Today has been a holiday here in the USA just like back in the UK. Here it is Memorial Day where those who fell in battle are remembered. There are stars and stripes all over – and I like that. Remembrance Day in the UK, with its poppies, is moving, but the only time you see anything like the number of flags back home is when England are just about to lose in some international football tournament.
I spent today birding with friends from Cornell – new and old. It was so good to be with people who knew all the calls and songs as we travelled around Cayuga County. I think we got 120 species in a pretty leisurely birding tour – and had scones (which weren’t scones but were very tasty (and were sold in a store where Bruce Springsteen was on air)).
We talked as we drove from place to place – about birding, about the challenges facing nature conservation, about people, about birds, about my accent, about American spelling, about wine, about whether England is to the EU what Texas is to the USA, about state gas and car taxes, about radio programmes. We talked about a ton of things but it always came back to birds.
We nibbled on Caspian tern and least sandpiper before a starter of bobolink (with savannah sparrow accompaniment), followed by a main course of cerulean warbler with a side of mourning warbler. Dessert was a very tasty upland sandpiper, with a cheese course of dunlin, short-billed dowitcher, semi-p sandpipers and plovers, white-rumped sands and more. It was quite a feast.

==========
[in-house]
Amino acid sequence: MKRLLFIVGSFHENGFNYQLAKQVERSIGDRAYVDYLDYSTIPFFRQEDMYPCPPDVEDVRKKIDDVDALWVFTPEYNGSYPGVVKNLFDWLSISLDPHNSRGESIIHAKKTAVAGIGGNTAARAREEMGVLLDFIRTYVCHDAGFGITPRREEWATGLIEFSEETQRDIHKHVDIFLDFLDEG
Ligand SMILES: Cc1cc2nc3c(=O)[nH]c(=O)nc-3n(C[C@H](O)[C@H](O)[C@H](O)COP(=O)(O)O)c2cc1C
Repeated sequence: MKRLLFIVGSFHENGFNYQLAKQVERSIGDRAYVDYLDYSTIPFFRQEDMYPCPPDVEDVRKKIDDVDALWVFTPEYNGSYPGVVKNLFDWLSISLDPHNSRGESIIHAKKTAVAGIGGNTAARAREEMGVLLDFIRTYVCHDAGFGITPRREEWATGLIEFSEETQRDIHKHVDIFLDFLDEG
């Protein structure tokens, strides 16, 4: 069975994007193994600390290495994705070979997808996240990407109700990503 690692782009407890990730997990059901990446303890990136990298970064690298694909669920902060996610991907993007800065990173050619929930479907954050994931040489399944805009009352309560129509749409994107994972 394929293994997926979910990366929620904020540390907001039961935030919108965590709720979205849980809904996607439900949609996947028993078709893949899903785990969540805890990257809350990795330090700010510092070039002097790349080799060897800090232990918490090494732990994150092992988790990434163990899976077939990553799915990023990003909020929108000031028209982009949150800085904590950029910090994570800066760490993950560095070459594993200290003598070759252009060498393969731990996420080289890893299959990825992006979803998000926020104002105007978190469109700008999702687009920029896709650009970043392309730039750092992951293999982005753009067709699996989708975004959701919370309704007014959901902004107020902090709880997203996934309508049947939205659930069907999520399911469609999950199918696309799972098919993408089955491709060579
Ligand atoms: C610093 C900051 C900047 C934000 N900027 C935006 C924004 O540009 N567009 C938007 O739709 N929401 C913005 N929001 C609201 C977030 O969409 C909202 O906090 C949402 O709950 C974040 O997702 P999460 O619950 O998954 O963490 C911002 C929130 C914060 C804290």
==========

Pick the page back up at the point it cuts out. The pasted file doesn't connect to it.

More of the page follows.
Cerulean warbler was a much-awaited delicacy. Great views of a difficult but gorgeous bird. This is a species that hugs the tree tops but we, thanks to my companions, saw one out in the open and very well. Stunning.
But, and it seems slightly disloyal to the cerulean warbler to say this, I think the bobolinks may stay more firmly in my mind for longer. Gorgeous, but declining, birds of grassland, we stopped in one place where the males were everywhere; singing and fluttering like skylarks across their grassland home. This was a glimpse into what meadow bird densities were like before silage and early cutting caused bird declines.
If I hadn’t looked at a bird in the USA until today, my trip list would only be about 10 fewer than it is now – that’s how many birds we saw today (or what a rubbish birdwatcher I am)!
The birds will stick in the mind for a long time, but the companionship of friends and a fabulous meal with more friends this evening will stay as a memory even longer.
I hope your Memorial Day was as good and as memorable.